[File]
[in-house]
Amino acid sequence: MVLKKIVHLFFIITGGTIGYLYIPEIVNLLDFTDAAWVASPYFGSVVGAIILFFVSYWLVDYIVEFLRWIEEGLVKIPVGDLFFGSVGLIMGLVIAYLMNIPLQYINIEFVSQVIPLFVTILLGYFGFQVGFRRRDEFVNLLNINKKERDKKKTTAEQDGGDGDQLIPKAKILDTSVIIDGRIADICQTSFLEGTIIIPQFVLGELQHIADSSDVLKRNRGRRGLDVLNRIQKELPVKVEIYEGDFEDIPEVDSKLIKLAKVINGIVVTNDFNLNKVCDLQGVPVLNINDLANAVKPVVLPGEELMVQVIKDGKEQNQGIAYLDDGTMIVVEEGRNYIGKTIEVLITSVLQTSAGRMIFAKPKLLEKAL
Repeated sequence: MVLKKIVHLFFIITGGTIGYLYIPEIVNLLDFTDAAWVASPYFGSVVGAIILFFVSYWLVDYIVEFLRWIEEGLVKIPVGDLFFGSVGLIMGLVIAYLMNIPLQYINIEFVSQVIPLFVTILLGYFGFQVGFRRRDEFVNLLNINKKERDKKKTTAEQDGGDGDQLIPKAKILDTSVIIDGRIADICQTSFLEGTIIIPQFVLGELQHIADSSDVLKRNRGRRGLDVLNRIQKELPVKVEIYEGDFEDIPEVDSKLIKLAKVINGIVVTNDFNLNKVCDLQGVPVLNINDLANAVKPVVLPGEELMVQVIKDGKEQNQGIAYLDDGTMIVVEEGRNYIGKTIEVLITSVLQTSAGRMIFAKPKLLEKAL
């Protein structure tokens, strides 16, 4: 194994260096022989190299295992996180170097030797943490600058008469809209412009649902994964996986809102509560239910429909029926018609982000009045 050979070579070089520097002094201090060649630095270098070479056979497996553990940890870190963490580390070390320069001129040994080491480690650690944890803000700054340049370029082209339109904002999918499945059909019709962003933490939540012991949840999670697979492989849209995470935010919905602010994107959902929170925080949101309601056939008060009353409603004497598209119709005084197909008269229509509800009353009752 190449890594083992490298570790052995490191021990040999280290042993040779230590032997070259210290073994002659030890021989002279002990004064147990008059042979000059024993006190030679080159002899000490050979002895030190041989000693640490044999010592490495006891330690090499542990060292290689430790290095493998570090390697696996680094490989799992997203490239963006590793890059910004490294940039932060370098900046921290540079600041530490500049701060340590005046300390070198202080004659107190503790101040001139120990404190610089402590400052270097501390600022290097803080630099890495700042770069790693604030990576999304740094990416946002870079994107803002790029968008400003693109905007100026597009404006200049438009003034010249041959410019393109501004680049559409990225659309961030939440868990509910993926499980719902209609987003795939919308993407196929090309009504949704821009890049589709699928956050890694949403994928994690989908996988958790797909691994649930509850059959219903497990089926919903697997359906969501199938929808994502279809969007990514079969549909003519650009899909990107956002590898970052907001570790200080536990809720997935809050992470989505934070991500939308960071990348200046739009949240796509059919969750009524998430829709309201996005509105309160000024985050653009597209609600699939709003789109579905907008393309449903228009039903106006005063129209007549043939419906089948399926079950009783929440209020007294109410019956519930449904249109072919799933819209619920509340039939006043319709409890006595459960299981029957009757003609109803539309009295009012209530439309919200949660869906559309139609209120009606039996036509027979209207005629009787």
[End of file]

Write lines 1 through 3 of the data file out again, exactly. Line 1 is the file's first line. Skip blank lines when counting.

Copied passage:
[in-house]
Amino acid sequence: MVLKKIVHLFFIITGGTIGYLYIPEIVNLLDFTDAAWVASPYFGSVVGAIILFFVSYWLVDYIVEFLRWIEEGLVKIPVGDLFFGSVGLIMGLVIAYLMNIPLQYINIEFVSQVIPLFVTILLGYFGFQVGFRRRDEFVNLLNINKKERDKKKTTAEQDGGDGDQLIPKAKILDTSVIIDGRIADICQTSFLEGTIIIPQFVLGELQHIADSSDVLKRNRGRRGLDVLNRIQKELPVKVEIYEGDFEDIPEVDSKLIKLAKVINGIVVTNDFNLNKVCDLQGVPVLNINDLANAVKPVVLPGEELMVQVIKDGKEQNQGIAYLDDGTMIVVEEGRNYIGKTIEVLITSVLQTSAGRMIFAKPKLLEKAL
Repeated sequence: MVLKKIVHLFFIITGGTIGYLYIPEIVNLLDFTDAAWVASPYFGSVVGAIILFFVSYWLVDYIVEFLRWIEEGLVKIPVGDLFFGSVGLIMGLVIAYLMNIPLQYINIEFVSQVIPLFVTILLGYFGFQVGFRRRDEFVNLLNINKKERDKKKTTAEQDGGDGDQLIPKAKILDTSVIIDGRIADICQTSFLEGTIIIPQFVLGELQHIADSSDVLKRNRGRRGLDVLNRIQKELPVKVEIYEGDFEDIPEVDSKLIKLAKVINGIVVTNDFNLNKVCDLQGVPVLNINDLANAVKPVVLPGEELMVQVIKDGKEQNQGIAYLDDGTMIVVEEGRNYIGKTIEVLITSVLQTSAGRMIFAKPKLLEKAL